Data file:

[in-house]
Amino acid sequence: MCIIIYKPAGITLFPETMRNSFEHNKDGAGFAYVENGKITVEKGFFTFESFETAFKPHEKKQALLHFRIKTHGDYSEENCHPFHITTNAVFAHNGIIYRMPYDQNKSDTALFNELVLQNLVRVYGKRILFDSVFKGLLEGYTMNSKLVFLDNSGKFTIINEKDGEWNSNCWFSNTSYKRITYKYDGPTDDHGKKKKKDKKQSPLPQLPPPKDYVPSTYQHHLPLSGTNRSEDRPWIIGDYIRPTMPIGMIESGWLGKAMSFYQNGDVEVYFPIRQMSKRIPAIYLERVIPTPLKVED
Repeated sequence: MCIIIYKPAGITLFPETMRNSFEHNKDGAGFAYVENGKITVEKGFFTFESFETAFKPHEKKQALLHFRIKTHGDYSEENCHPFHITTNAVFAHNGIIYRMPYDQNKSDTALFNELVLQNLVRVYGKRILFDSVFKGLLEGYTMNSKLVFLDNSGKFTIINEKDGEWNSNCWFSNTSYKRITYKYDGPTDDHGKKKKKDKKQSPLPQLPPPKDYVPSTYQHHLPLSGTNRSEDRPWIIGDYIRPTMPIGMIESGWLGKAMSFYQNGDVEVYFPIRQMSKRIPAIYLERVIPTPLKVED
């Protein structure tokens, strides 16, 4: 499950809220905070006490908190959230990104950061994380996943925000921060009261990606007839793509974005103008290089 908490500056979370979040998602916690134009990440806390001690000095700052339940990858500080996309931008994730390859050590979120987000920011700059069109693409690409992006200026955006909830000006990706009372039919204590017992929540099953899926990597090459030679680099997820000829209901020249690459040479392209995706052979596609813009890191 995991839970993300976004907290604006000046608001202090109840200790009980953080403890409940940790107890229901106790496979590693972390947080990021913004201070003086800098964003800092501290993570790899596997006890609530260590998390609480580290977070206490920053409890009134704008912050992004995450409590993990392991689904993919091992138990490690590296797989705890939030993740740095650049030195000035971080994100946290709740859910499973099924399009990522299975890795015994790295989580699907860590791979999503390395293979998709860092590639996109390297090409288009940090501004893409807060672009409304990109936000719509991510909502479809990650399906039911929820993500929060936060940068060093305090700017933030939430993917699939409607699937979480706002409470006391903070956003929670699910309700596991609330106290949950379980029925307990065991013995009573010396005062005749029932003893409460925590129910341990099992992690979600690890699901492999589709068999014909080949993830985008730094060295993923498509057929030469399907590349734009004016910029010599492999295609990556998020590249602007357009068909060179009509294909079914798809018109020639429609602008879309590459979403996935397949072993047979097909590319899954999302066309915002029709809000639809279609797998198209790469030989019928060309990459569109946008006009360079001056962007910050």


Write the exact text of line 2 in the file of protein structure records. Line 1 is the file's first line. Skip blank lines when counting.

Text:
Amino acid sequence: MCIIIYKPAGITLFPETMRNSFEHNKDGAGFAYVENGKITVEKGFFTFESFETAFKPHEKKQALLHFRIKTHGDYSEENCHPFHITTNAVFAHNGIIYRMPYDQNKSDTALFNELVLQNLVRVYGKRILFDSVFKGLLEGYTMNSKLVFLDNSGKFTIINEKDGEWNSNCWFSNTSYKRITYKYDGPTDDHGKKKKKDKKQSPLPQLPPPKDYVPSTYQHHLPLSGTNRSEDRPWIIGDYIRPTMPIGMIESGWLGKAMSFYQNGDVEVYFPIRQMSKRIPAIYLERVIPTPLKVED